When Better Numbers Are the Enemy of Good Numbers

Nov 30, 2013

One of the major causes of the healthcare.com fiasco of the last two months is the Obama administration’s decision to require site visitors to fully enroll in Obamacare before they could receive a price quotation for health insurance. The administration’s logic was that since a significant percentage of the applicants were eligible to receive a government subsidy on their premium, they wanted to make sure that the subsidy was properly calculated. However, that process meant there had to be a complex calculation – the ACA is, after all, 2,500 pages long – as well as links to other government systems, like the IRS system. The result was total systems gridlock.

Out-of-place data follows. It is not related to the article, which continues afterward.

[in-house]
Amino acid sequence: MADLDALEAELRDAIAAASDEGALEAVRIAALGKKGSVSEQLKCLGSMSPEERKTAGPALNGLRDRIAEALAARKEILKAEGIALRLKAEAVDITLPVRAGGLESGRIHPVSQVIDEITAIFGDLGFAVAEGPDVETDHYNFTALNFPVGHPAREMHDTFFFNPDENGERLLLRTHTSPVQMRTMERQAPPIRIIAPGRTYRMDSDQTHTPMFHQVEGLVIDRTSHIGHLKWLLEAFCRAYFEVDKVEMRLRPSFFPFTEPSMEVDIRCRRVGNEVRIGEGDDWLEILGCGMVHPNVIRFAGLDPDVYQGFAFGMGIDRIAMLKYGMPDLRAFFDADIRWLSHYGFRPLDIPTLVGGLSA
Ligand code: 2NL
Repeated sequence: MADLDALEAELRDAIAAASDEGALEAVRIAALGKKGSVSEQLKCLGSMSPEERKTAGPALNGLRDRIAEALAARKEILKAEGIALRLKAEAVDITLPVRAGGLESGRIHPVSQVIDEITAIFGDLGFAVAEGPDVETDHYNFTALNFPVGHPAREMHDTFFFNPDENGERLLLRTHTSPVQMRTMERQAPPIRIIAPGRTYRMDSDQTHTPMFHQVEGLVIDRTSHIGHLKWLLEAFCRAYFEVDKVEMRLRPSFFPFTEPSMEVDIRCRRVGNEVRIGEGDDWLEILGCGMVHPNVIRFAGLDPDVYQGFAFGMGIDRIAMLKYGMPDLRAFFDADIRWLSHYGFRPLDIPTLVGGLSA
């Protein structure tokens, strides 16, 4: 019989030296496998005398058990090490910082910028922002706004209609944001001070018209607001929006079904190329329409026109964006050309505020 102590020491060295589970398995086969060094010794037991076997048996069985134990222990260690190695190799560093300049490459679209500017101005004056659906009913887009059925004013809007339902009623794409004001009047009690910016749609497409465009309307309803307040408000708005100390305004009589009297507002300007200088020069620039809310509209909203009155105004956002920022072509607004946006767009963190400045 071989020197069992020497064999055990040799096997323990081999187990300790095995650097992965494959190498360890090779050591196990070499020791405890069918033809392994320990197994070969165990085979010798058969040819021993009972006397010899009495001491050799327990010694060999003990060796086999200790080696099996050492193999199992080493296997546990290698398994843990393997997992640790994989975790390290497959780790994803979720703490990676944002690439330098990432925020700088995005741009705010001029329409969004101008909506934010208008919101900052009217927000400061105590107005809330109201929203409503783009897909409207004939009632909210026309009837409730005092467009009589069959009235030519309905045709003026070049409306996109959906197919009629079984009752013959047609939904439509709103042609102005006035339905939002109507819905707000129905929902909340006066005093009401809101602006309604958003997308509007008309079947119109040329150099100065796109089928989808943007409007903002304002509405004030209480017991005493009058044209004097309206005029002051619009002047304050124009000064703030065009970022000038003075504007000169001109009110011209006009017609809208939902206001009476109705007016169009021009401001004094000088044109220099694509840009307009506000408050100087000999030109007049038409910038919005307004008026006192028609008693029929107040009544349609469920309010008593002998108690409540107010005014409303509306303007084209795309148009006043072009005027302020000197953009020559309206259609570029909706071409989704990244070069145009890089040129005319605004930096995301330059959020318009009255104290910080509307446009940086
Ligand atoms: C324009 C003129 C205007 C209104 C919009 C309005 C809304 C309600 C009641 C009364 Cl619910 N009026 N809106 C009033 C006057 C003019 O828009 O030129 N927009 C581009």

This approach was clearly a disastrous choice, but also an unnecessary one, reflecting a perspective devoid of sound business logic and a failure to grasp how people process quantitative information.

The administration could have avoided the horror by accepting the applicants’ income and other personal information as input, and simply estimating the subsidy, with the final pricing subject to verification on formal enrollment. Applicants could then have gotten most of the pricing information they needed on their insurance alternatives, rather than being completely stonewalled.

Excessive precision is not a harmless requirement. All too often, especially in highly regulated situations, the emphasis on getting the numbers excruciatingly correct inflicts unnecessary pain on all involved.

“Painting with Numbers” is my effort to get people talking about financial statements and other numbers in ways that we can all understand. I welcome your interest and your feedback.

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